Hi guest, Register | Login | Contact Us
Welcome to Phayul.com - Our News Your Views
Wed 17, Oct 2018 11:16 AM (IST)
Search:     powered by Google
 MENU
Home
News
Photo News
Opinions
Statements &
Press Releases

Book Reviews
Movie Reviews
Interviews
Travels
Health
Obituaries
News Discussions
News Archives
Download photos from Tibet
 Latest Stories
Odisha Tibetans at mercy of aid as Cyclone Titli destroys 90% of crops
CTA holds “Thank You Himachal Pradesh,” in Shimla
9th Tibet Film Festival held in Dharamshala, Zurich
China set to build “world’s most challenging” railway line in occupied-Tibet
Karmapa title claimants meet, express willingness to heal divisions in the lineage
Repression on multiple fronts in Tibet, says report by US Commission on China
Second Tibetan wins China's singing reality show
"Altitude and tough climate” reason for denying access into Tibet, Chinese Ambassador says
Tibet Support Group formed in lower house of French Parliament
Tibetan President warns stakeholders of China’s OBOR project
 Latest Photo News
Winner of the Miss Himalaya Pageant 2018 Ritika Sharma, First Runner-up Palak Sharma and Second-Runner-up Ashima Sharma wave to the audience during the Miss Himalaya Pageant 2018 in McLeod Ganj, India, on 6 October 2018, Photo: L. Wangyal
His Holiness the Dalai Lama arrives to begin his four day teaching on the request of a Taiwanese group, Tsuglakhang courtyard, Theckchen Choeling, McLeod Ganj, October . 3, 2018. OHHDL Photo/Ven. Tenzin Jamphel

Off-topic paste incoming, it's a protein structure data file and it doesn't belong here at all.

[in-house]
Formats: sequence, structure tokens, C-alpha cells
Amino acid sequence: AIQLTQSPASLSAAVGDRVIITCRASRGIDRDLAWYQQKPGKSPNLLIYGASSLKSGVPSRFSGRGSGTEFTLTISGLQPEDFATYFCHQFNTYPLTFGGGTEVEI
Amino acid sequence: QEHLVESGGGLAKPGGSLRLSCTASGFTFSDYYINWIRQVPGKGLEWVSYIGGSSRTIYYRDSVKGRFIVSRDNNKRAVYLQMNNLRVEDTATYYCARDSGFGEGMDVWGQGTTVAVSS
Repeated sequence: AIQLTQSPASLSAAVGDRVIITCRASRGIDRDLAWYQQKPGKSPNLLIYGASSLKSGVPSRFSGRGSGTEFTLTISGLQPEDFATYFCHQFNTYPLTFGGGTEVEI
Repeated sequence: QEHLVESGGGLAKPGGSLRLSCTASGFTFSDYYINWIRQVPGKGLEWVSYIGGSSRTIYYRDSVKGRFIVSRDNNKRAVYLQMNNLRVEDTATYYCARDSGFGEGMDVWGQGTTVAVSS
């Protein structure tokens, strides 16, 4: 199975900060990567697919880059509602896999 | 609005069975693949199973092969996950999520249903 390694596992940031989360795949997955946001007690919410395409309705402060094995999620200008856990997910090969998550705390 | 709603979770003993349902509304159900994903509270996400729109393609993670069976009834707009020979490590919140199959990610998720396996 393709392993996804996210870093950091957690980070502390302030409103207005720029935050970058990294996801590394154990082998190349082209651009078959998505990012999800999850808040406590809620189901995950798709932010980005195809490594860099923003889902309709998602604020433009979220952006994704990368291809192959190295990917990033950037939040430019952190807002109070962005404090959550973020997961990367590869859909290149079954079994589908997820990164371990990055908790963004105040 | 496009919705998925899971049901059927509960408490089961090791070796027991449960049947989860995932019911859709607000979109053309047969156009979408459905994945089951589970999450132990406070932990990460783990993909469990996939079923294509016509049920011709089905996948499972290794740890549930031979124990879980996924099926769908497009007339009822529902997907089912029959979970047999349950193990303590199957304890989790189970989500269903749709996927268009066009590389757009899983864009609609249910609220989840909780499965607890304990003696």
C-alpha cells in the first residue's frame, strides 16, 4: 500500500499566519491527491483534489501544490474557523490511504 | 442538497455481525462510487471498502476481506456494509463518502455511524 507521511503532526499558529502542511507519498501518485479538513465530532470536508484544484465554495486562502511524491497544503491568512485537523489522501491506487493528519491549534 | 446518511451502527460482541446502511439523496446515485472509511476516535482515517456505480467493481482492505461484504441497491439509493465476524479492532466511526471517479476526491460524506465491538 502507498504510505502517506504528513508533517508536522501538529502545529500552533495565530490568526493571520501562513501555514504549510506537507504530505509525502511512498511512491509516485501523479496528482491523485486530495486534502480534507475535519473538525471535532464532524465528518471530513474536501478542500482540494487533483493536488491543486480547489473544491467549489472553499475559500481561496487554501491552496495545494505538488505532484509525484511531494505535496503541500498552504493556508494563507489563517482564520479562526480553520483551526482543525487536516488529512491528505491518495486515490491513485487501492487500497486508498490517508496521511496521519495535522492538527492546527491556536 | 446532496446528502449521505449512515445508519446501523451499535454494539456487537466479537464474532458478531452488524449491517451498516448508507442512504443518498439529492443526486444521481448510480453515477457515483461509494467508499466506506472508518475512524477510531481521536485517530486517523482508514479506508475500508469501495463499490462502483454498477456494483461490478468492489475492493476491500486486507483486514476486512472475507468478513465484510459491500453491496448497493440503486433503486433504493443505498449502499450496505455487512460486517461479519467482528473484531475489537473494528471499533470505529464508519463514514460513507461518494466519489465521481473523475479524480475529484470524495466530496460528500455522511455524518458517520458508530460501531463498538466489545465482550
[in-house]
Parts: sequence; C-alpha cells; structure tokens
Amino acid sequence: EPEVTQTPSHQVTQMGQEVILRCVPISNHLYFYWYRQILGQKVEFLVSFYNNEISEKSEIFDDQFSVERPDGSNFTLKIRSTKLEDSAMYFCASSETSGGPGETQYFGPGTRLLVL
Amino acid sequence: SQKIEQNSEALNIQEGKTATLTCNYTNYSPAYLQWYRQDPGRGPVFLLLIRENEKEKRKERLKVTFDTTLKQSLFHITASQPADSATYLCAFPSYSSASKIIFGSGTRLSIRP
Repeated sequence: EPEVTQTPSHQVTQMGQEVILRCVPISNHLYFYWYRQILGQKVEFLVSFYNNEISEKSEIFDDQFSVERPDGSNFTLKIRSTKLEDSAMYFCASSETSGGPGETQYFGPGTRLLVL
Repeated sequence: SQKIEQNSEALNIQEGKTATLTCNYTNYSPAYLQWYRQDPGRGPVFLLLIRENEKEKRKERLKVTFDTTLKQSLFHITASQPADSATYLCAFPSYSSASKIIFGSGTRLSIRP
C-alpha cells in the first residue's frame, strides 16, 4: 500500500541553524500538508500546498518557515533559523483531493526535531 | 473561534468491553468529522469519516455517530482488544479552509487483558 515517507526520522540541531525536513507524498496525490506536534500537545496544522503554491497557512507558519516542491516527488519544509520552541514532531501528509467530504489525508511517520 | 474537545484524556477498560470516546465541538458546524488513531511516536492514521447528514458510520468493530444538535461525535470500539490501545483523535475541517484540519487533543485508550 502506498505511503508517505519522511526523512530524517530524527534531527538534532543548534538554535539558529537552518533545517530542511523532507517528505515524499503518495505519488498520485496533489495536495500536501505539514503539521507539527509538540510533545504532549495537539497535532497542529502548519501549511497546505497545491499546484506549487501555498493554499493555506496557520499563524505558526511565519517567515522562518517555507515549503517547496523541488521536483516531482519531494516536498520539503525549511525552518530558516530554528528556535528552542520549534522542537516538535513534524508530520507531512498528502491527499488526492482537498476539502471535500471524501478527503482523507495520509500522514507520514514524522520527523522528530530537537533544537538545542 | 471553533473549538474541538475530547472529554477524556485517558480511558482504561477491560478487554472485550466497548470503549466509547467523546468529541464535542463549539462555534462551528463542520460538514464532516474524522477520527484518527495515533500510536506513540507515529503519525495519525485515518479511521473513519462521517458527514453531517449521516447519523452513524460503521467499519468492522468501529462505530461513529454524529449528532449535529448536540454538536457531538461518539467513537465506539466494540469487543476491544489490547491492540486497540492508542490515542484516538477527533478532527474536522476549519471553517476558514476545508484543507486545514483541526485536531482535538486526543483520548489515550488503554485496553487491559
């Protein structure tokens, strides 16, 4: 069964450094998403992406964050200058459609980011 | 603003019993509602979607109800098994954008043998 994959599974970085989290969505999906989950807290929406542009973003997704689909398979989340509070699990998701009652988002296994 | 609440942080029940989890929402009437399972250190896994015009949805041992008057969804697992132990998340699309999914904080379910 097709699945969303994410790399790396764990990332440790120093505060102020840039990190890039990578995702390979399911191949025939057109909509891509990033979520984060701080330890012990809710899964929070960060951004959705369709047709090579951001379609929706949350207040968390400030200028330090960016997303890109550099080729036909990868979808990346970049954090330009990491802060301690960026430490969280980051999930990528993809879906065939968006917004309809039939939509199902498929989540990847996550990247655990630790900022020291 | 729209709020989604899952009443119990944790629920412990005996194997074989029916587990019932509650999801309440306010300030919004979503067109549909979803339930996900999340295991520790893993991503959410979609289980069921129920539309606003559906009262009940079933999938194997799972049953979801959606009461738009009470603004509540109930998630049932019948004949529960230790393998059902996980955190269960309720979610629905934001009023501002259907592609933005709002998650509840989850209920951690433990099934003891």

Tibetan spiritual leader His Holiness the Dalai Lama addresses the gathering during the 50th year celebration of Tibet Insitute Rikon. The event was attended by around 4000 people from all parts of Europe. Around 4000 people have come to attend the function organised by Tibet Institute Rikon with support of Tibetan Community in Switzerland and Liechtensein. Winterthur, September 22, 2018. Phayul photo/Norbu Wangyal
more photos »
Advertisement
Under the Grey Veil - The Sun-Beaten Path
Phayul[Monday, October 31, 2011 21:58]
Directed by Sonthar Gyal*

Reviewed by Bhuchung D. Sonam

Sonthar Gyal’s (a young Tibetan filmmaker in Tibet) film The Sun-Beaten Path — which won 2011 Dragons and Tigers Awards at the Vancouver International Film Festival — is in many ways a trenchant criticism of today’s Tibet, where individual Tibetans battle against not only their tragic personal life but also against the overwhelming encroachment on their collective way of life and the wholesale eradication of their ancient culture. Gyal’s picture reminded me of actor-director Sean Penn’s Hollywood film Into the Wild, which combines two popular genres – the road trip and the struggle of man versus nature. It tells to tell about Chris McCandless, a disillusioned young man who discards his comfortable life so he can make his way into the wilderness of Alaska in search of untamed solitude.

Gyal’s film, however, tells the fate of a grieving and guilt-ridden young farmer on his way back from a pilgrimage to Lhasa after he had killed his mother in a tragic road accident. Nyima, the protagonist, having grown up under a new and sterilized social system, isn’t sufficiently rooted in his culture to give him the strength and fortitude to bear the heartbreaking events he’s facing. This culture is personified in the film by an old man Nyima encounters on the way; the stranger’s funny yet wisdom-laden stories gradually salve his emotional pain. The old man’s genuine compassion, and insistence on helping, finally enables Nyima to return home along the same dirt road where his small tractor killed his mother.